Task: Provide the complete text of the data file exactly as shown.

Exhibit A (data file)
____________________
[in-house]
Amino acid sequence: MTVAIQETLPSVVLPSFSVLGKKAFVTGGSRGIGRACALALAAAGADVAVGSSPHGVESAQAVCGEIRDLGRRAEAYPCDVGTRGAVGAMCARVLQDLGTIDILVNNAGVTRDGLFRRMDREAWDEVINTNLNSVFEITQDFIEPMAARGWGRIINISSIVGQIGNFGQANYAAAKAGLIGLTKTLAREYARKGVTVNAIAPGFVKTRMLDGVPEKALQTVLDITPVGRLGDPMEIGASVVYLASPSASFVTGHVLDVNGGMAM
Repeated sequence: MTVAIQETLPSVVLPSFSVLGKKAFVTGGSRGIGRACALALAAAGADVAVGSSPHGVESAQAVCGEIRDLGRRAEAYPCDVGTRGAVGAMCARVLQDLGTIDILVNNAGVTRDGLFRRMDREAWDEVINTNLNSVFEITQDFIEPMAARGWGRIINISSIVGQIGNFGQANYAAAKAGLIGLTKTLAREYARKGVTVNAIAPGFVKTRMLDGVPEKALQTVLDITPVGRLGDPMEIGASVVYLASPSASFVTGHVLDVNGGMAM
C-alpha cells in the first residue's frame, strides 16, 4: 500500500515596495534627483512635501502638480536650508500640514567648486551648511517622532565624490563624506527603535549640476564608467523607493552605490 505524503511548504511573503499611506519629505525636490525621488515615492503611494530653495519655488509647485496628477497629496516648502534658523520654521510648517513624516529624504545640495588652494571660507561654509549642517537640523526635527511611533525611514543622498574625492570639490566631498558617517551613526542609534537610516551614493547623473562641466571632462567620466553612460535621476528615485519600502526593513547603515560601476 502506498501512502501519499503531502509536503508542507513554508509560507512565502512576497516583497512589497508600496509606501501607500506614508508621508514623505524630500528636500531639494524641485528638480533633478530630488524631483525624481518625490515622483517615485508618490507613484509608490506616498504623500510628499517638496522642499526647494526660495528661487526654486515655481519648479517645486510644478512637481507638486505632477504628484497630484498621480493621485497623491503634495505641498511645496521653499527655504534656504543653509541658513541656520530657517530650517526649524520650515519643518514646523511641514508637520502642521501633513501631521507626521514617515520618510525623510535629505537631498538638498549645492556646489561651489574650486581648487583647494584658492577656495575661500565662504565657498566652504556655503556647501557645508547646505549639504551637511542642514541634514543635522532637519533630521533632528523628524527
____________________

[in-house]
Amino acid sequence: MTVAIQETLPSVVLPSFSVLGKKAFVTGGSRGIGRACALALAAAGADVAVGSSPHGVESAQAVCGEIRDLGRRAEAYPCDVGTRGAVGAMCARVLQDLGTIDILVNNAGVTRDGLFRRMDREAWDEVINTNLNSVFEITQDFIEPMAARGWGRIINISSIVGQIGNFGQANYAAAKAGLIGLTKTLAREYARKGVTVNAIAPGFVKTRMLDGVPEKALQTVLDITPVGRLGDPMEIGASVVYLASPSASFVTGHVLDVNGGMAM
Repeated sequence: MTVAIQETLPSVVLPSFSVLGKKAFVTGGSRGIGRACALALAAAGADVAVGSSPHGVESAQAVCGEIRDLGRRAEAYPCDVGTRGAVGAMCARVLQDLGTIDILVNNAGVTRDGLFRRMDREAWDEVINTNLNSVFEITQDFIEPMAARGWGRIINISSIVGQIGNFGQANYAAAKAGLIGLTKTLAREYARKGVTVNAIAPGFVKTRMLDGVPEKALQTVLDITPVGRLGDPMEIGASVVYLASPSASFVTGHVLDVNGGMAM
C-alpha cells in the first residue's frame, strides 16, 4: 500500500515596495534627483512635501502638480536650508500640514567648486551648511517622532565624490563624506527603535549640476564608467523607493552605490 505524503511548504511573503499611506519629505525636490525621488515615492503611494530653495519655488509647485496628477497629496516648502534658523520654521510648517513624516529624504545640495588652494571660507561654509549642517537640523526635527511611533525611514543622498574625492570639490566631498558617517551613526542609534537610516551614493547623473562641466571632462567620466553612460535621476528615485519600502526593513547603515560601476 502506498501512502501519499503531502509536503508542507513554508509560507512565502512576497516583497512589497508600496509606501501607500506614508508621508514623505524630500528636500531639494524641485528638480533633478530630488524631483525624481518625490515622483517615485508618490507613484509608490506616498504623500510628499517638496522642499526647494526660495528661487526654486515655481519648479517645486510644478512637481507638486505632477504628484497630484498621480493621485497623491503634495505641498511645496521653499527655504534656504543653509541658513541656520530657517530650517526649524520650515519643518514646523511641514508637520502642521501633513501631521507626521514617515520618510525623510535629505537631498538638498549645492556646489561651489574650486581648487583647494584658492577656495575661500565662504565657498566652504556655503556647501557645508547646505549639504551637511542642514541634514543635522532637519533630521533632528523628524527